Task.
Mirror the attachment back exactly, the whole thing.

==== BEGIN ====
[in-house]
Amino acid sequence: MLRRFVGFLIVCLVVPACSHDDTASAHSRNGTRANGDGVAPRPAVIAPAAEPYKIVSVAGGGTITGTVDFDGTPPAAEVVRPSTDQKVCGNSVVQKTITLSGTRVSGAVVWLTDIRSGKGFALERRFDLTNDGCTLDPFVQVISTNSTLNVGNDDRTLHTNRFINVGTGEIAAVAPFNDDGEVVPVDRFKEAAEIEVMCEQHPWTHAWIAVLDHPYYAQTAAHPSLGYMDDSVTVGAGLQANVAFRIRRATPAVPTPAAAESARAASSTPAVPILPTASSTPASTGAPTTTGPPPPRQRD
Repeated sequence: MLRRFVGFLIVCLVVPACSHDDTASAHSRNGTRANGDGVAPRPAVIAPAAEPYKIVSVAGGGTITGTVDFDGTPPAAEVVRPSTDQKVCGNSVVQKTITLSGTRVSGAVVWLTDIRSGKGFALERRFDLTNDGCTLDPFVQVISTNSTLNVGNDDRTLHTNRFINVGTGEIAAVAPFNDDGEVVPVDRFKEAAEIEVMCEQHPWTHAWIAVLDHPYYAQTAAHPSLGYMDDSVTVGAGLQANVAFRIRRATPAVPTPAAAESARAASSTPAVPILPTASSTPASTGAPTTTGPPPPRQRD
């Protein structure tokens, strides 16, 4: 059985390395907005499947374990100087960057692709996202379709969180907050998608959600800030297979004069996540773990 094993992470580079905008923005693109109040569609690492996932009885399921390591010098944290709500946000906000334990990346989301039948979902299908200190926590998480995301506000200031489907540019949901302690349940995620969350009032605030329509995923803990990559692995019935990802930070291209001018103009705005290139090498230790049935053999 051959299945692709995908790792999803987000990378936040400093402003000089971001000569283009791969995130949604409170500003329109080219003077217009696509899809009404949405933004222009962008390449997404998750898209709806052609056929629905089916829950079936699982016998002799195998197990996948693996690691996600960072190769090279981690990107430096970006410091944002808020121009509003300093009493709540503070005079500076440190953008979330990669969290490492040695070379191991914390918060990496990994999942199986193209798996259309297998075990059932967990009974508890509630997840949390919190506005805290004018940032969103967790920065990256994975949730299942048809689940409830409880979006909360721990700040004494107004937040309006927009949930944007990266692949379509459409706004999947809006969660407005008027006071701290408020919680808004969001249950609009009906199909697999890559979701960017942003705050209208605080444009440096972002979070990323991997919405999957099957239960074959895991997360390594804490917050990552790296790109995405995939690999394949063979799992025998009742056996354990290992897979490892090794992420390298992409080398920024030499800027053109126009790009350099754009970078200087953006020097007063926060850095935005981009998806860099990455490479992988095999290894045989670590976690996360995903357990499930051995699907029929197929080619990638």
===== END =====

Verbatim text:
[in-house]
Amino acid sequence: MLRRFVGFLIVCLVVPACSHDDTASAHSRNGTRANGDGVAPRPAVIAPAAEPYKIVSVAGGGTITGTVDFDGTPPAAEVVRPSTDQKVCGNSVVQKTITLSGTRVSGAVVWLTDIRSGKGFALERRFDLTNDGCTLDPFVQVISTNSTLNVGNDDRTLHTNRFINVGTGEIAAVAPFNDDGEVVPVDRFKEAAEIEVMCEQHPWTHAWIAVLDHPYYAQTAAHPSLGYMDDSVTVGAGLQANVAFRIRRATPAVPTPAAAESARAASSTPAVPILPTASSTPASTGAPTTTGPPPPRQRD
Repeated sequence: MLRRFVGFLIVCLVVPACSHDDTASAHSRNGTRANGDGVAPRPAVIAPAAEPYKIVSVAGGGTITGTVDFDGTPPAAEVVRPSTDQKVCGNSVVQKTITLSGTRVSGAVVWLTDIRSGKGFALERRFDLTNDGCTLDPFVQVISTNSTLNVGNDDRTLHTNRFINVGTGEIAAVAPFNDDGEVVPVDRFKEAAEIEVMCEQHPWTHAWIAVLDHPYYAQTAAHPSLGYMDDSVTVGAGLQANVAFRIRRATPAVPTPAAAESARAASSTPAVPILPTASSTPASTGAPTTTGPPPPRQRD
């Protein structure tokens, strides 16, 4: 059985390395907005499947374990100087960057692709996202379709969180907050998608959600800030297979004069996540773990 094993992470580079905008923005693109109040569609690492996932009885399921390591010098944290709500946000906000334990990346989301039948979902299908200190926590998480995301506000200031489907540019949901302690349940995620969350009032605030329509995923803990990559692995019935990802930070291209001018103009705005290139090498230790049935053999 051959299945692709995908790792999803987000990378936040400093402003000089971001000569283009791969995130949604409170500003329109080219003077217009696509899809009404949405933004222009962008390449997404998750898209709806052609056929629905089916829950079936699982016998002799195998197990996948693996690691996600960072190769090279981690990107430096970006410091944002808020121009509003300093009493709540503070005079500076440190953008979330990669969290490492040695070379191991914390918060990496990994999942199986193209798996259309297998075990059932967990009974508890509630997840949390919190506005805290004018940032969103967790920065990256994975949730299942048809689940409830409880979006909360721990700040004494107004937040309006927009949930944007990266692949379509459409706004999947809006969660407005008027006071701290408020919680808004969001249950609009009906199909697999890559979701960017942003705050209208605080444009440096972002979070990323991997919405999957099957239960074959895991997360390594804490917050990552790296790109995405995939690999394949063979799992025998009742056996354990290992897979490892090794992420390298992409080398920024030499800027053109126009790009350099754009970078200087953006020097007063926060850095935005981009998806860099990455490479992988095999290894045989670590976690996360995903357990499930051995699907029929197929080619990638």